Dubnow: Diaspora Nationalism as a Historical Concept 93

Polish Jewish Historiography between the Wars 106

Under the Soviet Star: Jewish History as Class History 114

Chapter 4: Jewish History without Tears?

New Perspectives in the West 121

Baron in New York: Against the Lachrymose Version of Jewish History 123

Roth in Oxford: More Than a History of Victims 131

From the Salon to the Academy: The Beginnings of Jewish Women's History 136

The Return of Tears: Jewish History versus the History of the "Jewish Question" 144

A Signal in Dark Times: The "Jewish Contribution" to Civilization 151

Chapter 5: The Return of the Nation to Its Land Zionist Narrative Perspectives 157

The Revolt against the Father: The Break with Wissenschaft des Judentums 158

Patricide: Scholem's Metaphorics of Death 163

New Fathers: The "Jerusalem School" under Baer and Dinur 171

New Sons: Haim Hillel Ben-Sasson, Shmuel Ettinger, and Jacob Katz 183

The Revolt of the Grandchildren: The New Historians 192

Chapter 6: Postmodern Influences A New Subjectivity 197

From One Jewish Community to Many Jewish Cultures 204

Epilogue 217

Notes 221

References 265

Index 297

What People are Saying About This

Ismar Schorsch

Sweeping, discerning, meticulous, and empathetic, Brenner's pioneering synthesis convincingly shows the writing of history to be the dominant medium of modern Jewish thought.
Ismar Schorsch, chancellor emeritus, Jewish Theological Seminary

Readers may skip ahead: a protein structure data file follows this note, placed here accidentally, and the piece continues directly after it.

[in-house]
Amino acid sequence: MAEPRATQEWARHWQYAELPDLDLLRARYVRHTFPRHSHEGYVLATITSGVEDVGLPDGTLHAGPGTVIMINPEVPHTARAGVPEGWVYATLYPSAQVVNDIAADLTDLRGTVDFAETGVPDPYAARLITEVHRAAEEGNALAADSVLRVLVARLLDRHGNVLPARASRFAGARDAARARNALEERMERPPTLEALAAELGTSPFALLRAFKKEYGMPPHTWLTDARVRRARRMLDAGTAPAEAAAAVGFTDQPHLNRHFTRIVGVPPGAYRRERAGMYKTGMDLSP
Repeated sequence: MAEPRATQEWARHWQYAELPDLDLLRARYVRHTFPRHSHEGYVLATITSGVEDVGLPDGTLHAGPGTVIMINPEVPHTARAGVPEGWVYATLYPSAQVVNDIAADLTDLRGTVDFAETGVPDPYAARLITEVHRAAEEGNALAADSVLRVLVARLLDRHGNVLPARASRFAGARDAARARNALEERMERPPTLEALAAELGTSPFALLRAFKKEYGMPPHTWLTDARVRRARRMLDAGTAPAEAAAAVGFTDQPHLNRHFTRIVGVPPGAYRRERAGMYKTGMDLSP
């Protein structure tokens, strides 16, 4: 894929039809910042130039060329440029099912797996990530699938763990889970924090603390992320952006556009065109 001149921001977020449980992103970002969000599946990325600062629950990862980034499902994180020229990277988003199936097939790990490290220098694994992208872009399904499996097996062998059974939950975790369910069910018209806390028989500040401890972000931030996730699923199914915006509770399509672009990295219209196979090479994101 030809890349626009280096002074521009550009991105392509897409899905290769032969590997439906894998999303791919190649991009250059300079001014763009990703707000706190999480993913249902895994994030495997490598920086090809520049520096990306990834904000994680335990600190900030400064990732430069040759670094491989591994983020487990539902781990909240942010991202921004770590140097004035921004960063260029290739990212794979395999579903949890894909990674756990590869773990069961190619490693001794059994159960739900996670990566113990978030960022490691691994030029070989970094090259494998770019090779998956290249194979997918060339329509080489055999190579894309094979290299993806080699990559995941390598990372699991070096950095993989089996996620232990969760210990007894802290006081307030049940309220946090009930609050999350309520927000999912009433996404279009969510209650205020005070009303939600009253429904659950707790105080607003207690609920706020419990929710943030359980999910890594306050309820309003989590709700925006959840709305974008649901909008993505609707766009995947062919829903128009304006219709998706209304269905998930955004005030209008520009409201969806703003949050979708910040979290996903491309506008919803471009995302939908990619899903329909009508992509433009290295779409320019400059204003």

At long last, a definitive volume on modern Jewish historiography in English. Michael Brenner here follows in the wake of his teacher, Yosef Hayim Yerushalmi, by analyzing with great breadth and depth the diverse byways of Jewish historical writing. An acknowledged master of German-Jewish history, Brenner expertly charts old and new terrain—in Europe, Israel, and North America—in this important and richly illuminating study.
David N. Myers, University of California, Los Angeles


Michael Brenner has produced a sweeping account of Jewish historiographical traditions, beginning with the first attempts in the early nineteenth century to write the history of the Jewish people, and carrying the story through the most recent developments in the field. Before Brenner, no one dared tackle such a vast project. Lucid and gracefully written, Prophets of the Past introduces readers not only to the historians who have brought to life the various narratives that elucidate the Jewish past, but to the very craft of history itself, its power, its consequence, its appeal.
John M. Efron, University of California, Berkeley

Yosef Hayim Yerushalmi

Prophets of the Past is a panoramic examination of the shifting paradigms in modern Jewish historical writing, ranging over three continents and from the eighteenth century to the present. In its scope it is unprecedented. Brenner has made a stellar contribution to Jewish intellectual history that should be of equal interest to all who would explore the nexus between historiography and ideology.
Yosef Hayim Yerushalmi, Columbia University